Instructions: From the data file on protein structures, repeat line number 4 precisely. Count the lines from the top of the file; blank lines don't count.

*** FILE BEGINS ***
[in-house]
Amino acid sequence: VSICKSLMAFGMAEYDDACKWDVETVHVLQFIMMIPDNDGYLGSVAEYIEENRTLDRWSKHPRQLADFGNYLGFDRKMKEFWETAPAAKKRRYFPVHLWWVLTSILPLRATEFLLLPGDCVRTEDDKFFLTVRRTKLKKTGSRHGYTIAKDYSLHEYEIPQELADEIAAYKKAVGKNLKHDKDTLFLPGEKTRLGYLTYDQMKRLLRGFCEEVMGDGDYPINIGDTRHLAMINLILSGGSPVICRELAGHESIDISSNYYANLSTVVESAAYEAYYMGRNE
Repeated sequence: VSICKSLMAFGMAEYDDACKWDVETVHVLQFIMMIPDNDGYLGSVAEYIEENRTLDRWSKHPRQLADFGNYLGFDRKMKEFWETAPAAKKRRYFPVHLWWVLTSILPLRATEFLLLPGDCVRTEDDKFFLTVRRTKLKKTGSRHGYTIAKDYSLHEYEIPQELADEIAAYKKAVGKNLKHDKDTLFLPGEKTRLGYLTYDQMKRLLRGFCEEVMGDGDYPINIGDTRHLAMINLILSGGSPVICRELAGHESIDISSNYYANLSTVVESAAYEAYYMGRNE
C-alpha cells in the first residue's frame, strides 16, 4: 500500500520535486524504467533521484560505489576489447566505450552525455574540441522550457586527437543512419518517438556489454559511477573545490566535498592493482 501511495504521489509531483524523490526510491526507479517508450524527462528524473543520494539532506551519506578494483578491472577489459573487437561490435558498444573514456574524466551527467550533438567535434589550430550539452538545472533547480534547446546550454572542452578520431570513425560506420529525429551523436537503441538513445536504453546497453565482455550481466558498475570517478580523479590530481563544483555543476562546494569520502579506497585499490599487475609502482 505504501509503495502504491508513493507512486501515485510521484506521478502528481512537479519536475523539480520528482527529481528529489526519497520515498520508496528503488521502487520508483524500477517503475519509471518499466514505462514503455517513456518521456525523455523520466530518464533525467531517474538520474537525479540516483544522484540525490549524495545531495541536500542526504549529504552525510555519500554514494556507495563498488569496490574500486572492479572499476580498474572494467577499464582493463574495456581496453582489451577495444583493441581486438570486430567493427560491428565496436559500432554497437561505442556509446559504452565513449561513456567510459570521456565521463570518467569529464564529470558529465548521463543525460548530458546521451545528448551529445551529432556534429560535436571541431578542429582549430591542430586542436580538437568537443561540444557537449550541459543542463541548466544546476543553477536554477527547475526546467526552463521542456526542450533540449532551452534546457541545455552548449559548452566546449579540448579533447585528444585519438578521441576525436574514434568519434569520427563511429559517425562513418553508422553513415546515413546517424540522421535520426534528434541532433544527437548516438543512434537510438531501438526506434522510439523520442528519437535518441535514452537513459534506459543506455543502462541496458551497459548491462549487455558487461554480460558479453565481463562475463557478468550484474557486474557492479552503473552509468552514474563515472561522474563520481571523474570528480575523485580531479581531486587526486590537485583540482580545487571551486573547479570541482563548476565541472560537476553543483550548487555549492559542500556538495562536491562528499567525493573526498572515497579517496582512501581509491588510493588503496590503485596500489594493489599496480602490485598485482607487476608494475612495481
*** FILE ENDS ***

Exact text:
C-alpha cells in the first residue's frame, strides 16, 4: 500500500520535486524504467533521484560505489576489447566505450552525455574540441522550457586527437543512419518517438556489454559511477573545490566535498592493482 501511495504521489509531483524523490526510491526507479517508450524527462528524473543520494539532506551519506578494483578491472577489459573487437561490435558498444573514456574524466551527467550533438567535434589550430550539452538545472533547480534547446546550454572542452578520431570513425560506420529525429551523436537503441538513445536504453546497453565482455550481466558498475570517478580523479590530481563544483555543476562546494569520502579506497585499490599487475609502482 505504501509503495502504491508513493507512486501515485510521484506521478502528481512537479519536475523539480520528482527529481528529489526519497520515498520508496528503488521502487520508483524500477517503475519509471518499466514505462514503455517513456518521456525523455523520466530518464533525467531517474538520474537525479540516483544522484540525490549524495545531495541536500542526504549529504552525510555519500554514494556507495563498488569496490574500486572492479572499476580498474572494467577499464582493463574495456581496453582489451577495444583493441581486438570486430567493427560491428565496436559500432554497437561505442556509446559504452565513449561513456567510459570521456565521463570518467569529464564529470558529465548521463543525460548530458546521451545528448551529445551529432556534429560535436571541431578542429582549430591542430586542436580538437568537443561540444557537449550541459543542463541548466544546476543553477536554477527547475526546467526552463521542456526542450533540449532551452534546457541545455552548449559548452566546449579540448579533447585528444585519438578521441576525436574514434568519434569520427563511429559517425562513418553508422553513415546515413546517424540522421535520426534528434541532433544527437548516438543512434537510438531501438526506434522510439523520442528519437535518441535514452537513459534506459543506455543502462541496458551497459548491462549487455558487461554480460558479453565481463562475463557478468550484474557486474557492479552503473552509468552514474563515472561522474563520481571523474570528480575523485580531479581531486587526486590537485583540482580545487571551486573547479570541482563548476565541472560537476553543483550548487555549492559542500556538495562536491562528499567525493573526498572515497579517496582512501581509491588510493588503496590503485596500489594493489599496480602490485598485482607487476608494475612495481